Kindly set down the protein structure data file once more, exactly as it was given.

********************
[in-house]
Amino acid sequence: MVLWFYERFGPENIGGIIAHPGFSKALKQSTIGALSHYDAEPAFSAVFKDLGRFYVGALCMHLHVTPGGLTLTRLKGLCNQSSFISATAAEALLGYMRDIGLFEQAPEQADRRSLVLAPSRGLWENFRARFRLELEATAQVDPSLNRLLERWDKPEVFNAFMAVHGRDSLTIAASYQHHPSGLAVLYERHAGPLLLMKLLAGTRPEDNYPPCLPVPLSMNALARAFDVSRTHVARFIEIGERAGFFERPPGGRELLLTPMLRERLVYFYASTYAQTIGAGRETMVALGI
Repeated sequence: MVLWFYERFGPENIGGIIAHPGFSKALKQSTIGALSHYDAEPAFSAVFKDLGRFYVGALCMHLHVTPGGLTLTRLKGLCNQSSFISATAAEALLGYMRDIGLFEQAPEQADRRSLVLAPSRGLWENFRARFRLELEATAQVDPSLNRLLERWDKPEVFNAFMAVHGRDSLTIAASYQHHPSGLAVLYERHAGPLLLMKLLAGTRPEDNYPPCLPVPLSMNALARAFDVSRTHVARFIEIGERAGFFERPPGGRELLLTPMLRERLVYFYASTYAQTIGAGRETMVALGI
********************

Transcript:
[in-house]
Amino acid sequence: MVLWFYERFGPENIGGIIAHPGFSKALKQSTIGALSHYDAEPAFSAVFKDLGRFYVGALCMHLHVTPGGLTLTRLKGLCNQSSFISATAAEALLGYMRDIGLFEQAPEQADRRSLVLAPSRGLWENFRARFRLELEATAQVDPSLNRLLERWDKPEVFNAFMAVHGRDSLTIAASYQHHPSGLAVLYERHAGPLLLMKLLAGTRPEDNYPPCLPVPLSMNALARAFDVSRTHVARFIEIGERAGFFERPPGGRELLLTPMLRERLVYFYASTYAQTIGAGRETMVALGI
Repeated sequence: MVLWFYERFGPENIGGIIAHPGFSKALKQSTIGALSHYDAEPAFSAVFKDLGRFYVGALCMHLHVTPGGLTLTRLKGLCNQSSFISATAAEALLGYMRDIGLFEQAPEQADRRSLVLAPSRGLWENFRARFRLELEATAQVDPSLNRLLERWDKPEVFNAFMAVHGRDSLTIAASYQHHPSGLAVLYERHAGPLLLMKLLAGTRPEDNYPPCLPVPLSMNALARAFDVSRTHVARFIEIGERAGFFERPPGGRELLLTPMLRERLVYFYASTYAQTIGAGRETMVALGI